Chilton said key interest rate hikes eventually bottomed out the local market by about September – that’s when home prices that peaked at around $1 million dropped to about $730,000.
“Since then, it’s recovered by about five per cent,” Chilton said. “In fact, we actually saw showings increase for the first time in about six months.”
The Barrie and District Association of Realtors (BDAR) confirms that showings have picked up again, with people getting that “spring fever.”
However, the one key issue that remains is low inventory.
“We saw prices dip because of interest rates and people pulling out of the market, but we never saw that supply come back online,” said Luc Woolsey, BDAR president, adding the situation creates multi-offer bids.
“So there’s still a lot of people having to come in firm, waiving conditions and inspections because they’re having to compete.”
‘Million Dollar Listing’ star warns CA mansion tax will deliver ‘hardest hit’ to market since 2007 – Fox Business
Though it’s home to some of the most luxurious and expensive real estate listings in America, California is readying to pass a housing bill that one “Million Dollar Listing” agent warned could create the “hardest hit” to the market since the 2007-08 crash.
“In about ten days or so, there’s a measure called the ULA measure that’s going to go into effect, which is going to be probably the hardest hit to the real estate market that we’ve seen since 2007,” broker and television personality Josh Altman said on “Varney & Co.” Monday.
Altman’s comments come in response to the recently-passed “United to House L.A.” (ULA) measure in California, which adopts a so-called “mansion tax” on property sales or transfers over a certain value to pay for affordable housing.
Properties sold above $5 million but below $10 million are subject to a 4% sales or transfer tax, while properties that sold for more than $10 million will face a 5.5% tax, according to the city clerk’s voter information pamphlet.
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At least 92% of taxpayers’ money would “fund affordable housing under the Affordable Housing Program and tenant assistance programs under the Homeless Prevention Program,” the pamphlet also clarified.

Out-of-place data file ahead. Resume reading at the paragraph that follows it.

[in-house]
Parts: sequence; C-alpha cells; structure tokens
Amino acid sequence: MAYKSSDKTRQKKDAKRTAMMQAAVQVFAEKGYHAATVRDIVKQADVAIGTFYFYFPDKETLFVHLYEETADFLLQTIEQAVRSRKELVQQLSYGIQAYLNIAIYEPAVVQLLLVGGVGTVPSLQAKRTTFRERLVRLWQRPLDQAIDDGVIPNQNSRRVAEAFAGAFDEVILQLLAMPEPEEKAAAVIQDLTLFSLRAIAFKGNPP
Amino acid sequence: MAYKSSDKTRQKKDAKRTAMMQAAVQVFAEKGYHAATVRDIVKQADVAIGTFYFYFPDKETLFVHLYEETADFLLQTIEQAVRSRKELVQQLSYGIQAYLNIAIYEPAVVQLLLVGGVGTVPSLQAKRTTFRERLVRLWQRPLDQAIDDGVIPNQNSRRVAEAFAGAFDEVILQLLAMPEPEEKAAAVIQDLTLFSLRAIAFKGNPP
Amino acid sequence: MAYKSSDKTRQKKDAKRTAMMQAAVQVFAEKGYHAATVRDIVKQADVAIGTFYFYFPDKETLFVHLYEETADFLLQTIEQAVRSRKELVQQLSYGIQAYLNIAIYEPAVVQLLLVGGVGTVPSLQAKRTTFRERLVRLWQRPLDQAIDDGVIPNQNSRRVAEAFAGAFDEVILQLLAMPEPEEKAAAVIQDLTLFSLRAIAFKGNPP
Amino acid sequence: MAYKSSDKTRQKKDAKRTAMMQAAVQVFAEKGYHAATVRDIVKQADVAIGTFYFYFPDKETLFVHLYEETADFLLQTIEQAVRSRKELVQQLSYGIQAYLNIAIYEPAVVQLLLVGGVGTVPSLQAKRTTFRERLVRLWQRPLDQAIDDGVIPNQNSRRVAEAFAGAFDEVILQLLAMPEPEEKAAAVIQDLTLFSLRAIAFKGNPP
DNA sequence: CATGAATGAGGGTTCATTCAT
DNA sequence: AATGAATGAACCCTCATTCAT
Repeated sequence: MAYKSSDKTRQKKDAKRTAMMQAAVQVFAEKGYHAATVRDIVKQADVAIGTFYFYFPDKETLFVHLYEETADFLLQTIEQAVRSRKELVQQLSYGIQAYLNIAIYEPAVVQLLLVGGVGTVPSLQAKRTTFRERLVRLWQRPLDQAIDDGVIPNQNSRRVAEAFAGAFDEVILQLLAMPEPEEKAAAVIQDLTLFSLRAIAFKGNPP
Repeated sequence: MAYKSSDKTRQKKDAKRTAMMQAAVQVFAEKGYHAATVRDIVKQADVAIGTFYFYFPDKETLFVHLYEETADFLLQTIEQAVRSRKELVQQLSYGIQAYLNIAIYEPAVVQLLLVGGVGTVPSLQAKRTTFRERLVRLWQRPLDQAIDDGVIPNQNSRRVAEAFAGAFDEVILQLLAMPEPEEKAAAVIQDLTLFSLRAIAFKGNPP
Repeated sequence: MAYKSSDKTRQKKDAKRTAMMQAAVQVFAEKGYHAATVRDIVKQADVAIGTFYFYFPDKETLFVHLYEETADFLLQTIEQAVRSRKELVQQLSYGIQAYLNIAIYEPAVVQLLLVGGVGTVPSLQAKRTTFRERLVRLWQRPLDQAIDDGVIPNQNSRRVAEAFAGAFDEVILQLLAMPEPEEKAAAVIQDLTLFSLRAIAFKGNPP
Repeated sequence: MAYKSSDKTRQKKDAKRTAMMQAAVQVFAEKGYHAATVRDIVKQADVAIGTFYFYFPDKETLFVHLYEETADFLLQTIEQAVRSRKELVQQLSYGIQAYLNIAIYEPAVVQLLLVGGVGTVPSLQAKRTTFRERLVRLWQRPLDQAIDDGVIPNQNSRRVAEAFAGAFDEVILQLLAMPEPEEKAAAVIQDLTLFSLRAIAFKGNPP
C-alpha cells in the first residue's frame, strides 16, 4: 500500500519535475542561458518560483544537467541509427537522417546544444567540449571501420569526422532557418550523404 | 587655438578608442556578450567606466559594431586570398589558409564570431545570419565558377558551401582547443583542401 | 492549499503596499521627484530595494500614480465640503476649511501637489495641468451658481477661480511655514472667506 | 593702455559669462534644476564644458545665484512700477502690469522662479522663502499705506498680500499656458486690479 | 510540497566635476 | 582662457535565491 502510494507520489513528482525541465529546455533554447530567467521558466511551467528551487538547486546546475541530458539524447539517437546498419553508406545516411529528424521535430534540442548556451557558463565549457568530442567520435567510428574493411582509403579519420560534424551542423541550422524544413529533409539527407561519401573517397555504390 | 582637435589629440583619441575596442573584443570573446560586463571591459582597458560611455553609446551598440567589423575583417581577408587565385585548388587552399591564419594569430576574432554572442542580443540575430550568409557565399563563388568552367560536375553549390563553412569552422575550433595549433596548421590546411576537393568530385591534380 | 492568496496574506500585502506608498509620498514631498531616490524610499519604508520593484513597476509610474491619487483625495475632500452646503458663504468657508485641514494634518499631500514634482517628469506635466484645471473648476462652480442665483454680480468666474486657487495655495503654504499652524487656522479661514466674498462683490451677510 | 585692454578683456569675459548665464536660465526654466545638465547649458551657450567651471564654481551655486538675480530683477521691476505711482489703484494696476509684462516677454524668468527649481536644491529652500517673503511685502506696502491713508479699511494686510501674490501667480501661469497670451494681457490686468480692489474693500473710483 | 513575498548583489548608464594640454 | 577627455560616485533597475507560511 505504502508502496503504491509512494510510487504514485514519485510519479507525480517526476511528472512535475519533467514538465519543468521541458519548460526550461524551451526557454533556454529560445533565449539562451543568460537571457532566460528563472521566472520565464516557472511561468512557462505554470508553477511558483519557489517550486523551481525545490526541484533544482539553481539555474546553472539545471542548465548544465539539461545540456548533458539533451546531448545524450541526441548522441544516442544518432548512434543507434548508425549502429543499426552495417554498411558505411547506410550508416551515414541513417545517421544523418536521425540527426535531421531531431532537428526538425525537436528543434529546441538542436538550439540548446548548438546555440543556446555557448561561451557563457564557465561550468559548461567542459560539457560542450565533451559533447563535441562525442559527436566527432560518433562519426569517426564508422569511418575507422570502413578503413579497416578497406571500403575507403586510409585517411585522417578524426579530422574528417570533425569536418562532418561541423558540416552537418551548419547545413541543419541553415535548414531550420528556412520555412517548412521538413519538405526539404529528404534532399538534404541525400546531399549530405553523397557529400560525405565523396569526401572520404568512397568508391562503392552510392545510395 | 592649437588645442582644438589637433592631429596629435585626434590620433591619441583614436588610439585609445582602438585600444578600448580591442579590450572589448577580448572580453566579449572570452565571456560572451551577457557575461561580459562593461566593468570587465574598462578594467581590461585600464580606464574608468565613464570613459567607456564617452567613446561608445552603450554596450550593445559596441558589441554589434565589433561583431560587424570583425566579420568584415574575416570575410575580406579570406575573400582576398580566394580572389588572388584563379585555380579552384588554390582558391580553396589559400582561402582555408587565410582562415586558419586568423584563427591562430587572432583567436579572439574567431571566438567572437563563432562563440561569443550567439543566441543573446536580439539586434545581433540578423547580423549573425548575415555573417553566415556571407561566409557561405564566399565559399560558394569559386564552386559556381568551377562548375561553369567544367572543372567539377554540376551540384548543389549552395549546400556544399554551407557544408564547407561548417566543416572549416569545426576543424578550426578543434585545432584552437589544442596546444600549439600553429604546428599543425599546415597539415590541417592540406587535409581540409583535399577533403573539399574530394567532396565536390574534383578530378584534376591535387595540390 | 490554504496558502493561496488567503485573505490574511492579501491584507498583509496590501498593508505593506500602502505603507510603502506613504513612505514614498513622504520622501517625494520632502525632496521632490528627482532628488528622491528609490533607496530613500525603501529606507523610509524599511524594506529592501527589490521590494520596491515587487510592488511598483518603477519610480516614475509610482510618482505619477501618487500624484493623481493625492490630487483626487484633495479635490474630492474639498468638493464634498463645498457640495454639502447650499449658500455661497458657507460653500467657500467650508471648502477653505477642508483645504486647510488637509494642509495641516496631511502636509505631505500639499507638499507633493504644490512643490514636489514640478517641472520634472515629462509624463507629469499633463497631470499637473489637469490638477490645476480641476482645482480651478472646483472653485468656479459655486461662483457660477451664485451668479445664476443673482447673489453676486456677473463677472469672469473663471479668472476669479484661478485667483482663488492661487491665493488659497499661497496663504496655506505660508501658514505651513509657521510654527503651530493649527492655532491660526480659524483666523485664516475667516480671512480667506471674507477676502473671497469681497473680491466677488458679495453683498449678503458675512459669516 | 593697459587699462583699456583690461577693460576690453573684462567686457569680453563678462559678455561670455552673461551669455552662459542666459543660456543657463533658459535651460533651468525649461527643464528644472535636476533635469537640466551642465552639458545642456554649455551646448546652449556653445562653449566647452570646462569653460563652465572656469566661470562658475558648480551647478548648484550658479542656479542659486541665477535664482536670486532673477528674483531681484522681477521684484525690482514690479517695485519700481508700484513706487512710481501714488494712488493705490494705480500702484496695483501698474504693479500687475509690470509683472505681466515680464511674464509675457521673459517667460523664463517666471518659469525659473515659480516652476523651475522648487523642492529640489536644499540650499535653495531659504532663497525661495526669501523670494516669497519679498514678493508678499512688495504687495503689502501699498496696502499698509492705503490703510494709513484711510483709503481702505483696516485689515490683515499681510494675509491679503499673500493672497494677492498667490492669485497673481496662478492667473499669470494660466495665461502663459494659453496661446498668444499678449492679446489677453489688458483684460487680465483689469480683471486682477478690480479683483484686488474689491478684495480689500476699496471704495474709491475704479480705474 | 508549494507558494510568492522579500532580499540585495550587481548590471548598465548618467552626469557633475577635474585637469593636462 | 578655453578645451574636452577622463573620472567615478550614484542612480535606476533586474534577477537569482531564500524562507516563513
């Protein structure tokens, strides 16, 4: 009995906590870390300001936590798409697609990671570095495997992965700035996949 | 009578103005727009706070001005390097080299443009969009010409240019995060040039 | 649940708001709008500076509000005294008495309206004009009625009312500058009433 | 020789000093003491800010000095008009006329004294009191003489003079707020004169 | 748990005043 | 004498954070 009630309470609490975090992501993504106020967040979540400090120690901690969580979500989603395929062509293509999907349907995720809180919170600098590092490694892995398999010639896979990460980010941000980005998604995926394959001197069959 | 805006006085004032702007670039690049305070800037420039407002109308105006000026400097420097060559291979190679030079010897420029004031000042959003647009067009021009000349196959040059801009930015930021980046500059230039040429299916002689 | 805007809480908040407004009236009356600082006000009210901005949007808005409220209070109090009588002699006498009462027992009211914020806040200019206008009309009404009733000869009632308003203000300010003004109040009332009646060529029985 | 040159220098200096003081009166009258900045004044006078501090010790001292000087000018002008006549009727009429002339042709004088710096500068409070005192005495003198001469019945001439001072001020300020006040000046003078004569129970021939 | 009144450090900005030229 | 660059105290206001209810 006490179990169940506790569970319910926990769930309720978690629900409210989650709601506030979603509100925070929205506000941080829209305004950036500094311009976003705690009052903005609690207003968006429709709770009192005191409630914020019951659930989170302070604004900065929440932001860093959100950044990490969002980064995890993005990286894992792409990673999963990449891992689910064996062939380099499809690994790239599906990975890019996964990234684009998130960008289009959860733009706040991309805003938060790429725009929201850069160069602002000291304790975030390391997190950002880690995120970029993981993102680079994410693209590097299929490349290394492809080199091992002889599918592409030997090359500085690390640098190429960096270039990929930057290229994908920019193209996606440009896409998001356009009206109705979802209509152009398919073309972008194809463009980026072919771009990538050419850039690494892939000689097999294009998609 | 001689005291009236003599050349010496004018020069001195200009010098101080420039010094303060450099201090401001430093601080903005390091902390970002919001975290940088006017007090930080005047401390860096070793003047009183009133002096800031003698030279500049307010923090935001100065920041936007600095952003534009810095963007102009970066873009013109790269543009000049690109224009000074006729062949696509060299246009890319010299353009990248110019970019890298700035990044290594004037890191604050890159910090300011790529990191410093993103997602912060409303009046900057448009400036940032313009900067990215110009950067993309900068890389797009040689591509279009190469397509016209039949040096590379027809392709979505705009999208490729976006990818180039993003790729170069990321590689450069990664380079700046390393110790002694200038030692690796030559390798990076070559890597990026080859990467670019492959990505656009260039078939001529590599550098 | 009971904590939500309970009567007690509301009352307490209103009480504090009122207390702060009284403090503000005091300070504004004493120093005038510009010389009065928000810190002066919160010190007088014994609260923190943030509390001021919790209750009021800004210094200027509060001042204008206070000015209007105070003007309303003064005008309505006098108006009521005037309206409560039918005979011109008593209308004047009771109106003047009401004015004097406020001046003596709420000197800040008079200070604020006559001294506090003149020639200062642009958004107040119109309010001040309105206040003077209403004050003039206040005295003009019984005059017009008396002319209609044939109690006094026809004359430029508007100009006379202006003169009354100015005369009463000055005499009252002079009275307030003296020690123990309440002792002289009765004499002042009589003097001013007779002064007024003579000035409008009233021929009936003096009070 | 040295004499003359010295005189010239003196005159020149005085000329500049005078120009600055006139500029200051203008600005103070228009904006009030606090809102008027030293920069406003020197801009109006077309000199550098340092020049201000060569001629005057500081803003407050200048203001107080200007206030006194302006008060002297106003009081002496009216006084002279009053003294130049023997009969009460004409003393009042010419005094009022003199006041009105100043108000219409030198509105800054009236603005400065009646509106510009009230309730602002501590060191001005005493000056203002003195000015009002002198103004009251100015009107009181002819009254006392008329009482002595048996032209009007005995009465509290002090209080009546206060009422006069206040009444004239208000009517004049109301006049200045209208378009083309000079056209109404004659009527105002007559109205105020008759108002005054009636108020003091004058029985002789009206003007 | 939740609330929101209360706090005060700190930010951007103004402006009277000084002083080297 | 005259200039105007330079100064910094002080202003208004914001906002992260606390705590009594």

“The way that this ULA measure was passed is just mind-boggling to me,” Altman added, “and I think it’s one of the most ridiculous bills that I have ever seen in my entire 20-year career.”
The Los Angeles city administrative officer estimated the proposed tax could generate $600 million to $1.1 billion in revenue each year. However, he noted it would “fluctuate” based on how many property transactions with values within the scope of the tax actually occur.
While those who support the measure argue it could help solve L.A.’s housing affordability and homeless crisis, others like Altman caution the tax policy would lead to higher home prices and bureaucracy.
“Think about these people that bought houses three years ago for $5 million and they want to sell now,” Altman hypothesized. “The market’s down, rates are up, that happens. But now they got to cut a check for $200,000 out of their own pocket because there’s no profit on that. So it’s really going to rock the real estate market that we’re in here in Los Angeles.”
California’s real estate market, the “Million Dollar Listing” star further argued, is on “a race to the bottom” over the next 10 days as buyers try to close deals before the mansion tax is enacted.